From JDSupra Business Advisor — Keith Kopplin of Ogletree, Deakins, Nash, Smoak & Stewart, P.C. reports that the United States Department of Labor (DOL) announced that Wisconsin is the latest state to sign an agreement and join the DOL’s misclassification initiative. Other states include Alabama, California, Colorado, Connecticut, Florida, Hawaii, Illinois, Iowa, Louisiana, Maryland, Massachusetts, Minnesota, Missouri, Montana, New Hampshire, New York, Utah and Washington. The DOL describes the iniative as “a new effort on the part the agencies to work together to protect the rights of employees and level the playing field for responsible employers by reducing the practice of misclassification. Keith writes:
Wisconsin is the 19th state to sign a Memorandum of Understanding (MOU) with the DOL for the purpose of sharing information and coordinating enforcement regarding employee classification. The MOU between the DOL’s Wage and Hour Division and Wisconsin’s Department of Workforce Development has an initial term of three years.
Workers that do not have the employment status “employee” are not eligible for minimum wage and overtime compensation, job-protected leave pursuant to the federal Family and Medical Leave Act, workers’ compensation benefits, and unemployment insurance benefits, among a number of other rights and benefits under law. In addition, employers engaging independent contractors, as opposed to employees, are not required to pay certain taxes, thereby depriving the government of revenue.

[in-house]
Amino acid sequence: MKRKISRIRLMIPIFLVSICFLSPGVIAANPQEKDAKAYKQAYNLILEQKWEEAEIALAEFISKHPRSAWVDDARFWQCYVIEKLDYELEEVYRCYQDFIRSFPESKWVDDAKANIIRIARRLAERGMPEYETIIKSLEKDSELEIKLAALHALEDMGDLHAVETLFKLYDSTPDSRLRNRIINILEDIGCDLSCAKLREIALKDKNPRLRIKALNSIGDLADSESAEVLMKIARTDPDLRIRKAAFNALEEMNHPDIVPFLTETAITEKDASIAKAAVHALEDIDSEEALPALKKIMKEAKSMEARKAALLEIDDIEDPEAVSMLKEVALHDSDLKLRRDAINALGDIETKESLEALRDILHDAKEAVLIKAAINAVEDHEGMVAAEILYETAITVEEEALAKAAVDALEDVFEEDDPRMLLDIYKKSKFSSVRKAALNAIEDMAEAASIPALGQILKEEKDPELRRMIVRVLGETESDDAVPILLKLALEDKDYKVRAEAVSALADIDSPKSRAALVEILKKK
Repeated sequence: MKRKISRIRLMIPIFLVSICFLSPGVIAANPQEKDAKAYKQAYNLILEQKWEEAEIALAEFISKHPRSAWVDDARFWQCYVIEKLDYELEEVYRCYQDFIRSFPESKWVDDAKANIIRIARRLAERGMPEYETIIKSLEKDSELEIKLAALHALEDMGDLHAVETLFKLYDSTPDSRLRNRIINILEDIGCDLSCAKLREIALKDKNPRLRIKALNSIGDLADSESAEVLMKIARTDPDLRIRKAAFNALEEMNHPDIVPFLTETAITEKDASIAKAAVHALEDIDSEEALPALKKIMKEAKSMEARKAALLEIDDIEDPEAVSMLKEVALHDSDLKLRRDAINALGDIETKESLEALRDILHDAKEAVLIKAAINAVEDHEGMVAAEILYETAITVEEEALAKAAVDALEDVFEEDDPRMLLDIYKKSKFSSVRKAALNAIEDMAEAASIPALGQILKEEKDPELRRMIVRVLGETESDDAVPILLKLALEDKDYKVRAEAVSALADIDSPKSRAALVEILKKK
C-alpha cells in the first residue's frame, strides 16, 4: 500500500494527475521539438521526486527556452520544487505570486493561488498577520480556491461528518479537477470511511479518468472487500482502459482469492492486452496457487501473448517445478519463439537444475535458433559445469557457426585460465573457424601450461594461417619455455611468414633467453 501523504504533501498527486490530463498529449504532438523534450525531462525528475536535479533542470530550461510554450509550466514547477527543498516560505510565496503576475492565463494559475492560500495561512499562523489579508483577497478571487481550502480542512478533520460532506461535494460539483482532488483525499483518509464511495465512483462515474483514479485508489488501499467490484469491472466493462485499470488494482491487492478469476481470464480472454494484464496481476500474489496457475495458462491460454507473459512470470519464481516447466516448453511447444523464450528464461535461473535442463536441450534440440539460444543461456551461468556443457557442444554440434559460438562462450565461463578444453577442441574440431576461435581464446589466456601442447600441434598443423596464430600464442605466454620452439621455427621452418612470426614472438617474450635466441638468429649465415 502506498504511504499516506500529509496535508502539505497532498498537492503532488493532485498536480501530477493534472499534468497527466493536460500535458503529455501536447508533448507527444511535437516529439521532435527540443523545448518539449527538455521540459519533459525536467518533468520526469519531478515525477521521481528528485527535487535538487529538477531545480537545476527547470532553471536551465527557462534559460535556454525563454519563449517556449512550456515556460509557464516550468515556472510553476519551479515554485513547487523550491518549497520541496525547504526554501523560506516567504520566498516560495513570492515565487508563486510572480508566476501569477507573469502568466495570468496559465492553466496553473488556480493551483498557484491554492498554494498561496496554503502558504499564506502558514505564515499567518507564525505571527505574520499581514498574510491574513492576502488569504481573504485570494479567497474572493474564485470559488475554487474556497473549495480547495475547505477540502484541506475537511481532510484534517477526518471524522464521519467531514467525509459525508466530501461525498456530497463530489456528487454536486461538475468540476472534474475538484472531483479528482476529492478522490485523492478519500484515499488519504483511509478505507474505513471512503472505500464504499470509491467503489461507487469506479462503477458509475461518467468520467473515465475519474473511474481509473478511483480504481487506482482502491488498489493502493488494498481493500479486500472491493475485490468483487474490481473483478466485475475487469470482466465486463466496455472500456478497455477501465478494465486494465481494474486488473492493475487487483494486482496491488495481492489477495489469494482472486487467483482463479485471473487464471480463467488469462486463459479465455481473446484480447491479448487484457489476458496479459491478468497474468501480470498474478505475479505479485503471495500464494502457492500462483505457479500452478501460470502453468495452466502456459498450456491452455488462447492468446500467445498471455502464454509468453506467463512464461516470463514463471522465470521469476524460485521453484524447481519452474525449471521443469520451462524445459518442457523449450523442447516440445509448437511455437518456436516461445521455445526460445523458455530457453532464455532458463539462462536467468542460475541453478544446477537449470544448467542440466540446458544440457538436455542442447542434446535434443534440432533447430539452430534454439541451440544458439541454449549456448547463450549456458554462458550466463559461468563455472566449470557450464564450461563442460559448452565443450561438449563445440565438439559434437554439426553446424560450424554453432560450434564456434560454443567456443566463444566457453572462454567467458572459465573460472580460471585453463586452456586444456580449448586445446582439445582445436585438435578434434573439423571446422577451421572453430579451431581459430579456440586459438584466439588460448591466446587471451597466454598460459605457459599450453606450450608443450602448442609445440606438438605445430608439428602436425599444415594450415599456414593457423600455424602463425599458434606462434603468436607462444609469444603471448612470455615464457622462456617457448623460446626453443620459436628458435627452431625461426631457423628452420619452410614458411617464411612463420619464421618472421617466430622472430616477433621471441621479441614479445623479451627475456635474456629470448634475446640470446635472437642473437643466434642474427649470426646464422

To combat the tax implications associated with misclassification, the Internal Revenue Service (IRS) launched the Voluntary Classification Settlement Program (VCSP), which is a “voluntary program that provides an opportunity for taxpayers to reclassify their workers as employees for employment tax purposes for future tax periods with partial relief from federal employment taxes.” While the VCSP may provide tax relief, it is important to note that the IRS also entered into a MOU with the DOL, the purpose of which is to share information and collaborate in order to “reduce the incidence of misclassification of employees as independent contractors, help reduce the tax gap, and improve compliance with federal labor laws.” The IRS has indicated that it will not share information regarding the VCSP with the DOL, but employers should consider this possibility when evaluating whether to participate in the program…